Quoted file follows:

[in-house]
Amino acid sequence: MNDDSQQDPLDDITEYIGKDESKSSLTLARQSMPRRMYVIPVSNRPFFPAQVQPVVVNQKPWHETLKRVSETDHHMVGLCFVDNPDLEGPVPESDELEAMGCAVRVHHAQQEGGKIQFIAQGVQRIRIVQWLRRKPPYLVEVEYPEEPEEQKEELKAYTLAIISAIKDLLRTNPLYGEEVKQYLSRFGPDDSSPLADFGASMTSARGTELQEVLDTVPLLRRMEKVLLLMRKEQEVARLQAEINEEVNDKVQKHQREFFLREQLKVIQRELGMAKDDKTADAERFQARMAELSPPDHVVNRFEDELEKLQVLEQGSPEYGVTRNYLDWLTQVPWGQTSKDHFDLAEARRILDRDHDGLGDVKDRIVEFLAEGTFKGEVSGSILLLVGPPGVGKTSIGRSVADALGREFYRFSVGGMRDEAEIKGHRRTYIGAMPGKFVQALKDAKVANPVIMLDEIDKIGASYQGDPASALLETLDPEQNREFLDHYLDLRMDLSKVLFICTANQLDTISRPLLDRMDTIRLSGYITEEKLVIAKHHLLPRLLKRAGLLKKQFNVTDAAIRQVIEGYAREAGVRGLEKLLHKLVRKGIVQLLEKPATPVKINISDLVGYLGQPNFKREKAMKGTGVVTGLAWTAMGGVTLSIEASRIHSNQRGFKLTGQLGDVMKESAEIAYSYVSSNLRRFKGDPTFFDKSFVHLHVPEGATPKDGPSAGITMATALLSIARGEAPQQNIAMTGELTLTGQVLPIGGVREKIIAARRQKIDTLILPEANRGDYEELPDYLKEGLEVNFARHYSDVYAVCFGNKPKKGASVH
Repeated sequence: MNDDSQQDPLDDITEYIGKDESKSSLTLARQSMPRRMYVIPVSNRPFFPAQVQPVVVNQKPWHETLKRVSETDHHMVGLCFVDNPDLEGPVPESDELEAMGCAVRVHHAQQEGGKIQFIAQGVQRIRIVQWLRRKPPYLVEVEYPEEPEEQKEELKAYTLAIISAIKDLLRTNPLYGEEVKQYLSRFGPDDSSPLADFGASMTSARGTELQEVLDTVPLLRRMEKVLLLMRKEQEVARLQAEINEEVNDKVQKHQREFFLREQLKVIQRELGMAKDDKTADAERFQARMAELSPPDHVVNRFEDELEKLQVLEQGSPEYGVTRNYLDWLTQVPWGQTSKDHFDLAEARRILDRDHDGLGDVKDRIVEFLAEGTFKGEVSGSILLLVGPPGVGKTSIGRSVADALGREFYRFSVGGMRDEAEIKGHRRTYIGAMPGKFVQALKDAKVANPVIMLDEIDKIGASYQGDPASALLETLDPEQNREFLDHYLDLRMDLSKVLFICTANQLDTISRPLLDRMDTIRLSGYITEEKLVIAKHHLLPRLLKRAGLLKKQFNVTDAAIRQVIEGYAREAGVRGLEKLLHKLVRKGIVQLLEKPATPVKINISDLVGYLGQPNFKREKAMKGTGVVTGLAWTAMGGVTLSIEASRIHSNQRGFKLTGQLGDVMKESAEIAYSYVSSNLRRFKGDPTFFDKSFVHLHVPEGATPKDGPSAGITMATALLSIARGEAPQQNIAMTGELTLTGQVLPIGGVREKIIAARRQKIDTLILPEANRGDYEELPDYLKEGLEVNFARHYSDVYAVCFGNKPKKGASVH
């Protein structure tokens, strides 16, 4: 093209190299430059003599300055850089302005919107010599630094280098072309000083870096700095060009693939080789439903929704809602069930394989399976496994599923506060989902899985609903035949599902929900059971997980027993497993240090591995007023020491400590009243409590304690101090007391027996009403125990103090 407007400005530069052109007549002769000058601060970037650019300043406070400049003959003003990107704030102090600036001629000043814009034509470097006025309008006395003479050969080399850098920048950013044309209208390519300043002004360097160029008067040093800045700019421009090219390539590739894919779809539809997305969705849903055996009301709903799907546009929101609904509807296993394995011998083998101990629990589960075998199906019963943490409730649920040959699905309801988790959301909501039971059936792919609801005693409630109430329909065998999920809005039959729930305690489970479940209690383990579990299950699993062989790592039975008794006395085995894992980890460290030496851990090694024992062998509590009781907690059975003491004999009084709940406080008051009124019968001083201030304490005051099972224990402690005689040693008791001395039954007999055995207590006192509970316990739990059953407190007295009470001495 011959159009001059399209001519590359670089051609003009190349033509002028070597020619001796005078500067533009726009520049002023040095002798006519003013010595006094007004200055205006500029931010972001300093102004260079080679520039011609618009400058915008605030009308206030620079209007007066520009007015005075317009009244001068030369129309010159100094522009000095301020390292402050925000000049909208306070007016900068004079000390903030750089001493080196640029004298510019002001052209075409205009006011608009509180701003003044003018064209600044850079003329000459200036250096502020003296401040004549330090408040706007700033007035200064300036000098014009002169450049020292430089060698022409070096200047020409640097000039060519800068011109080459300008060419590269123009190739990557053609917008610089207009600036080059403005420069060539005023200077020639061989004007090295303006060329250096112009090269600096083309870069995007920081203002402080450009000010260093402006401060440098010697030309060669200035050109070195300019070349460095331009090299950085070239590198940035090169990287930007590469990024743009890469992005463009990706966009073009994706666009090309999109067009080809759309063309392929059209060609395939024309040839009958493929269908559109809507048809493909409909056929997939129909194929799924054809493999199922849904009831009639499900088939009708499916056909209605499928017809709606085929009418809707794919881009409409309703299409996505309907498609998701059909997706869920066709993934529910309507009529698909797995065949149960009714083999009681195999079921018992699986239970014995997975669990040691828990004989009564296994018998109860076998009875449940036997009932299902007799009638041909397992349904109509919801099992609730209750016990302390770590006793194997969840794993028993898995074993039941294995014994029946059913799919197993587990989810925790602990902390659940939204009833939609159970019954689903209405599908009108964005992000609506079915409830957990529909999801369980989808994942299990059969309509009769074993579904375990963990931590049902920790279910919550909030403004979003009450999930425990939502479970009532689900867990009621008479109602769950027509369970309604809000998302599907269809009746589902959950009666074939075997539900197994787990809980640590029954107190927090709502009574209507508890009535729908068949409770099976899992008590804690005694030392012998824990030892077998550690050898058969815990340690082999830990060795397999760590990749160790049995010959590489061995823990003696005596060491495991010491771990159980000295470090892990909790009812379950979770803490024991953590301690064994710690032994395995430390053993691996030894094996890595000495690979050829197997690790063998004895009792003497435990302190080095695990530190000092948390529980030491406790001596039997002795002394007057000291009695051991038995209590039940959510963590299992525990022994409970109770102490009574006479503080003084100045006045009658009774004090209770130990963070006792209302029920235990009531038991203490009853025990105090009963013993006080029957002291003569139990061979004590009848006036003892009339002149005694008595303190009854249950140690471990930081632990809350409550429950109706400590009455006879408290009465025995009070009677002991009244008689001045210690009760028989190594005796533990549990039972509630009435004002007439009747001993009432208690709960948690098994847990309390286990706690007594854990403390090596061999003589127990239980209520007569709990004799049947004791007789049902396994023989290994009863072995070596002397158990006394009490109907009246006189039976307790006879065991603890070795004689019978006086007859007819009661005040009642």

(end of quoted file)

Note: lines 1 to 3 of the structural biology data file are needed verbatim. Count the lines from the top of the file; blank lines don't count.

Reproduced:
[in-house]
Amino acid sequence: MNDDSQQDPLDDITEYIGKDESKSSLTLARQSMPRRMYVIPVSNRPFFPAQVQPVVVNQKPWHETLKRVSETDHHMVGLCFVDNPDLEGPVPESDELEAMGCAVRVHHAQQEGGKIQFIAQGVQRIRIVQWLRRKPPYLVEVEYPEEPEEQKEELKAYTLAIISAIKDLLRTNPLYGEEVKQYLSRFGPDDSSPLADFGASMTSARGTELQEVLDTVPLLRRMEKVLLLMRKEQEVARLQAEINEEVNDKVQKHQREFFLREQLKVIQRELGMAKDDKTADAERFQARMAELSPPDHVVNRFEDELEKLQVLEQGSPEYGVTRNYLDWLTQVPWGQTSKDHFDLAEARRILDRDHDGLGDVKDRIVEFLAEGTFKGEVSGSILLLVGPPGVGKTSIGRSVADALGREFYRFSVGGMRDEAEIKGHRRTYIGAMPGKFVQALKDAKVANPVIMLDEIDKIGASYQGDPASALLETLDPEQNREFLDHYLDLRMDLSKVLFICTANQLDTISRPLLDRMDTIRLSGYITEEKLVIAKHHLLPRLLKRAGLLKKQFNVTDAAIRQVIEGYAREAGVRGLEKLLHKLVRKGIVQLLEKPATPVKINISDLVGYLGQPNFKREKAMKGTGVVTGLAWTAMGGVTLSIEASRIHSNQRGFKLTGQLGDVMKESAEIAYSYVSSNLRRFKGDPTFFDKSFVHLHVPEGATPKDGPSAGITMATALLSIARGEAPQQNIAMTGELTLTGQVLPIGGVREKIIAARRQKIDTLILPEANRGDYEELPDYLKEGLEVNFARHYSDVYAVCFGNKPKKGASVH
Repeated sequence: MNDDSQQDPLDDITEYIGKDESKSSLTLARQSMPRRMYVIPVSNRPFFPAQVQPVVVNQKPWHETLKRVSETDHHMVGLCFVDNPDLEGPVPESDELEAMGCAVRVHHAQQEGGKIQFIAQGVQRIRIVQWLRRKPPYLVEVEYPEEPEEQKEELKAYTLAIISAIKDLLRTNPLYGEEVKQYLSRFGPDDSSPLADFGASMTSARGTELQEVLDTVPLLRRMEKVLLLMRKEQEVARLQAEINEEVNDKVQKHQREFFLREQLKVIQRELGMAKDDKTADAERFQARMAELSPPDHVVNRFEDELEKLQVLEQGSPEYGVTRNYLDWLTQVPWGQTSKDHFDLAEARRILDRDHDGLGDVKDRIVEFLAEGTFKGEVSGSILLLVGPPGVGKTSIGRSVADALGREFYRFSVGGMRDEAEIKGHRRTYIGAMPGKFVQALKDAKVANPVIMLDEIDKIGASYQGDPASALLETLDPEQNREFLDHYLDLRMDLSKVLFICTANQLDTISRPLLDRMDTIRLSGYITEEKLVIAKHHLLPRLLKRAGLLKKQFNVTDAAIRQVIEGYAREAGVRGLEKLLHKLVRKGIVQLLEKPATPVKINISDLVGYLGQPNFKREKAMKGTGVVTGLAWTAMGGVTLSIEASRIHSNQRGFKLTGQLGDVMKESAEIAYSYVSSNLRRFKGDPTFFDKSFVHLHVPEGATPKDGPSAGITMATALLSIARGEAPQQNIAMTGELTLTGQVLPIGGVREKIIAARRQKIDTLILPEANRGDYEELPDYLKEGLEVNFARHYSDVYAVCFGNKPKKGASVH